Things change. That is a hoary sentiment, of course, obviously, and while writer/director Ira Sachs does not necessarily uncover any new insight about how Things Change in “Little Men”, he still evinces an effective, emotional reminder that the observation holds true. Sachs does this predominantly, though not exclusively, through the eyes of two thirteen year olds, Jake (Theo Taplitz) and Tony (Michael Barbieri), who, as new neighbors in Brooklyn, become fast friends. That friendship, however, is requisitely tested when their parents become locked in a low-simmering business feud. If Jake and Tony are perched on the precipice of growing up and having to figure things out for themselves, the fate of their friendship is nevertheless removed from their own hands, a pained reminder that sometimes Things Change because Life Isn’t Fair.
Like so much in New York, the story of these little men turns on real estate, in this case a Brooklyn apartment that Jake moves into with his mother Kathy (Jennifer Ehle) and father Brian (Greg Kinnear) because they can no longer afford to live in Manhattan. The new place was left to them by Brian’s father, who has passed away as the film opens, and includes a dress shop in the ground space run by Tony’s mother, Leonor (Paulina Garcia). Brian’s father refused to raise Leonor’s rent, but Brian and Kathy cannot afford to follow suit. After all, Brian is an actor, cinematic shorthand for “poor”, and Kathy, a psycho-therapist, has been struggling to shoulder the full financial burden.
This real estate boondoggle evokes New York’s respective crises of rent and gentrification, though Sachs refrains from a deep dive into either issue, maintaining an intimate focus on the personal emotions that bubble up in this standoff over a new lease. Sachs does not take sides, eliciting sympathy for Leonor’s struggles even as he clearly explicates the reasons why Brian and Kathy have no choice. One scene finds Kathy politely, yet clearly, explaining to Leonor that paying a fair price for rent isn’t so much to ask.
While Brian’s feelings about his failures are made quite clear, and are matched by Kinnear’s weary performance where his movements, and even his unkempt hair, seem defined by an invisible weight above his head, Kathy, aside from that one aforementioned scene, is not allowed as much depth, the film’s single failure. “You should applaud your father for being adaptable,” she instructs Jake. “That’s what life is all about.” But Ehle’s performance lets doubt creep in about her own belief in this statement, and the script never follows up on that doubt. Garcia’s Leonor, on the other hand, is written as someone who cannot help but lash out at the inevitable, and if Garcia invites empathy, she also lobs a few verbal poison darts when called upon to do so with great acidity.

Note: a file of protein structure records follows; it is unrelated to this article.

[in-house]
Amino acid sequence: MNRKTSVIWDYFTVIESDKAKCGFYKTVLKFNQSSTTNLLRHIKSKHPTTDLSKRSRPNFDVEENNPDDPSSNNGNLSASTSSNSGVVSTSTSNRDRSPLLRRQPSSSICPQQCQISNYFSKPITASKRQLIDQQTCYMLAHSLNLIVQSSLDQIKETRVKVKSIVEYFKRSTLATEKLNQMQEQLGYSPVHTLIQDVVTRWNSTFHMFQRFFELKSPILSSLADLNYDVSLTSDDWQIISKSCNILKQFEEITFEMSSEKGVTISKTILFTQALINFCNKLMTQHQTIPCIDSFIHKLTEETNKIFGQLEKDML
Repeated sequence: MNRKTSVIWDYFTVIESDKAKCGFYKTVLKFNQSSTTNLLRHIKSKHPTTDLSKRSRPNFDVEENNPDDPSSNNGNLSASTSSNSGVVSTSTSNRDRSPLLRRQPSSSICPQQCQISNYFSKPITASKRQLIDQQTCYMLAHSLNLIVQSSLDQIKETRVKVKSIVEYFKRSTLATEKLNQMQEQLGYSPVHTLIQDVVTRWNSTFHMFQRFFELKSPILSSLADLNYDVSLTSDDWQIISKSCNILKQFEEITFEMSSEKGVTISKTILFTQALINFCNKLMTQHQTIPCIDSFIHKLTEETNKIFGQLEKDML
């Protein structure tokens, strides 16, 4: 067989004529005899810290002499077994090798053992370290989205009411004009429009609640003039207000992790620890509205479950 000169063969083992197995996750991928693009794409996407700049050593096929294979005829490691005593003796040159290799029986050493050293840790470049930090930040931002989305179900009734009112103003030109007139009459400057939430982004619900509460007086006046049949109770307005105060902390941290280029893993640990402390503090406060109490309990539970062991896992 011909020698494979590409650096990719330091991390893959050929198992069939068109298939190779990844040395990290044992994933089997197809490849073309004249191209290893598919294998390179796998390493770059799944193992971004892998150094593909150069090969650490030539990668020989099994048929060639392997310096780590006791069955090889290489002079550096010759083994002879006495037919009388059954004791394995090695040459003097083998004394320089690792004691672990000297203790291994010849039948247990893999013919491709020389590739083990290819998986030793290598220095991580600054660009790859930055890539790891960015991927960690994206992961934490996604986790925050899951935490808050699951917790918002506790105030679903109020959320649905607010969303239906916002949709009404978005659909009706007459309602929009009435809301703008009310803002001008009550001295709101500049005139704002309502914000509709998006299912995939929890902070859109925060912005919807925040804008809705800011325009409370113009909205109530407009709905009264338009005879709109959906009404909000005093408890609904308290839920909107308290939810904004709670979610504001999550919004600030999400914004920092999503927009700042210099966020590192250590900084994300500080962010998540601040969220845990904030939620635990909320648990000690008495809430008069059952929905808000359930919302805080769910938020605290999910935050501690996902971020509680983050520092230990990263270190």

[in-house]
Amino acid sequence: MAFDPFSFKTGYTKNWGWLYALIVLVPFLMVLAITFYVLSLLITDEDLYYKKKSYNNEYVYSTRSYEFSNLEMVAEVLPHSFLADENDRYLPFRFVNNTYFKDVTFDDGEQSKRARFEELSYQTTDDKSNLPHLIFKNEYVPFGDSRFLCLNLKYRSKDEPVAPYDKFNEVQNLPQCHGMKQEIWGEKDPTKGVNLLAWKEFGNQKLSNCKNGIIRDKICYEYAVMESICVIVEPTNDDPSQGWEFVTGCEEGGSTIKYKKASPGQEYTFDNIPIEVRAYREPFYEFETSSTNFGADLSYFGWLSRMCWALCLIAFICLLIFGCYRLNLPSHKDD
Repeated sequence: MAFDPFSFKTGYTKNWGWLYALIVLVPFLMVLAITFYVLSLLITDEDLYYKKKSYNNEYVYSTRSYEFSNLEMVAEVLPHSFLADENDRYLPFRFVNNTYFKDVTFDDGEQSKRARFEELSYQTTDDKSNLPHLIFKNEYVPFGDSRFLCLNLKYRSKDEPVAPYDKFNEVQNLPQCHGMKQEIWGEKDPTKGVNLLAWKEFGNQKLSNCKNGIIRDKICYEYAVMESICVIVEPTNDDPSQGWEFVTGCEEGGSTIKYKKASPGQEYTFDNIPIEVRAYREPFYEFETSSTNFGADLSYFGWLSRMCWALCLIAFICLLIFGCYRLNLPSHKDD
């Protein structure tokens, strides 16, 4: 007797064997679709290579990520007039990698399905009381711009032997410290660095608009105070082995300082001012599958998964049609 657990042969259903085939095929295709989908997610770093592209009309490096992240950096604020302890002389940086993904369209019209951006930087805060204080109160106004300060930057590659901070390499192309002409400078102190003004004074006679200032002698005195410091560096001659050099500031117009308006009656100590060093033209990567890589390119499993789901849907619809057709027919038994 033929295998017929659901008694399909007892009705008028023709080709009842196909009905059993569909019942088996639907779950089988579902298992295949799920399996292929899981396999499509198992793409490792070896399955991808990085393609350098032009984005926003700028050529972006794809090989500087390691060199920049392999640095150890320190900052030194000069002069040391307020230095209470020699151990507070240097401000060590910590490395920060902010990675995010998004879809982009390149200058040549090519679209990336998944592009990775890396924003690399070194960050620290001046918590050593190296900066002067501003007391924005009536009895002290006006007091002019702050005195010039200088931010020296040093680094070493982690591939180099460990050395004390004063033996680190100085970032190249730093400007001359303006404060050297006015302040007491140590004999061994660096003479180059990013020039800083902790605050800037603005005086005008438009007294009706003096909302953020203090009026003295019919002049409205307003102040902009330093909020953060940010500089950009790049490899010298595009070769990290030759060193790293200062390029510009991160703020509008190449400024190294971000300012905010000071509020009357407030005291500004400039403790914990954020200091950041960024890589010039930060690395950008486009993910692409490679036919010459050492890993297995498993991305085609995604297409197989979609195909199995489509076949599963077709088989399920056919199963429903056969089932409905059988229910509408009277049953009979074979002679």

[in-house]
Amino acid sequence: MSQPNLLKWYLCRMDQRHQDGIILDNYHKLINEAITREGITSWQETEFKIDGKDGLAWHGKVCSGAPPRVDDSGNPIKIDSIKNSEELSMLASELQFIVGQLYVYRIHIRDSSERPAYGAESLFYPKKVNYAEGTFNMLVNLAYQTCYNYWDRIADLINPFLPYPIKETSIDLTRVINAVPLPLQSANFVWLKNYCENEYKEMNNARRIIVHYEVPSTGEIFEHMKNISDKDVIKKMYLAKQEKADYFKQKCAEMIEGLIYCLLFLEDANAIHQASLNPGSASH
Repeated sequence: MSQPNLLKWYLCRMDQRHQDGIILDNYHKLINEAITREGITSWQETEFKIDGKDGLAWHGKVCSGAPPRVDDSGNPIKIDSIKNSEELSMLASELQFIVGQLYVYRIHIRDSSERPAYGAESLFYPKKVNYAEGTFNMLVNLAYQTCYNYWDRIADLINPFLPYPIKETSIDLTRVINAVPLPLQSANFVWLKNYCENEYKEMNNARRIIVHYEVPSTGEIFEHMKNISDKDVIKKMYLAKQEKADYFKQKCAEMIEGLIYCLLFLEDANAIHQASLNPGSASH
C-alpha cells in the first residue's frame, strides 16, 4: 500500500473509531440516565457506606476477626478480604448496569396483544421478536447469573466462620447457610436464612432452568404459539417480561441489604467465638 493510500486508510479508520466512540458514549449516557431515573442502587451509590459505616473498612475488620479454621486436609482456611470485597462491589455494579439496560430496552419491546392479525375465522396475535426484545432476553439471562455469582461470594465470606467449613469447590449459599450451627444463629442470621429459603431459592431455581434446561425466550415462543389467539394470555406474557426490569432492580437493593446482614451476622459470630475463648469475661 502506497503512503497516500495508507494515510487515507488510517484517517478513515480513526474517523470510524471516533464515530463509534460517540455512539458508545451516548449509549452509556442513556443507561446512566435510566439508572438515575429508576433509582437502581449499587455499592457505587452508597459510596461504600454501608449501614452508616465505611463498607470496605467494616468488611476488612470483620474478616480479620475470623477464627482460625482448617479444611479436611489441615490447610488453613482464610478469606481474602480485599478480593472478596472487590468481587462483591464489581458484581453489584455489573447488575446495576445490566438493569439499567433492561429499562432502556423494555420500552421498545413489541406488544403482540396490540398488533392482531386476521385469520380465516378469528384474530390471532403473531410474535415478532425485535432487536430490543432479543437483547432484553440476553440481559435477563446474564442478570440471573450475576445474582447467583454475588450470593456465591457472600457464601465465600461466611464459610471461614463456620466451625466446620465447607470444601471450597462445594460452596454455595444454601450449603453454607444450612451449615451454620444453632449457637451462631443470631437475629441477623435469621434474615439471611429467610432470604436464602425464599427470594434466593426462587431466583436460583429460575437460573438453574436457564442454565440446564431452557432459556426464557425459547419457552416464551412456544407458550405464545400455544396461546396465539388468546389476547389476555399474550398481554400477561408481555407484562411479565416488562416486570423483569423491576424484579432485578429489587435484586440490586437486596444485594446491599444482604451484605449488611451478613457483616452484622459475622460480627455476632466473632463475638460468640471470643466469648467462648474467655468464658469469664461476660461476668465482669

Rest assured no third act loophole conspicuously emerges to allow for the ending that everyone wants. No, it inexorably marches toward Leonor getting the boot, and if she gets the boot, Jake and Tony realize their friendship might collapse. This realization causes them to cut off communication with their parents, a wonderful rendering of how a kid’s mind works, how life’s most intractable dilemmas should be so easy to remedy because the right thing is so obvious. To that point, the movie’s most beautiful images are of the two boys traversing the city sidewalks, Tony aboard a scooter and Jake wearing rollerblades, flying along as music soars on the soundtrack, oblivious to the whole world around them, a gorgeous emblematic rendering of the self-contained world of children, a world that is gradually undone.
Admirably, the bond between Jake and Tony deals strictly in reality, how at their age geographical concerns can foster friendship as much as shared interests or attitudes. Both boys have artistic dreams, yearning for entry into a high school for the performing arts, but Tony, who dreams of being an actor, espouses a charismatic confidence. In one shot, where he bids a girl he likes goodbye, as he leans on a railing with a graffitied sign in the background, I’d swear, for a second, that he evokes a little Al Pacino.
Jake doesn’t have that swagger. A gifted, artist, he is more clammed up, still unsure of himself even as he quietly goes about figuring himself out. And with his effeminate features, and an air of peculiarity, he gets teased by others. In fact, Tony gets into a fight with another kid who picks on Jake, but this is never really the point. These two boys mostly stand above that kind of fray, and so does the screenplay, which refreshingly refuses to fall back on some kind of fatuous falling out between the two.
Though the rent crisis is front and center, as it has to be, Sachs’s screenplay delicately has the storyline cede the stage to the crisis that Jake and Tony’s friendship imperceptibly, almost unknowingly to them, inevitably reaches, where moving apart means having to move on. And that is the ultimate truth of “Little Men”, how a best friend for now is not always a best friend for life, and how that’s okay, and how even if Life Isn’t Fair, Life Goes On.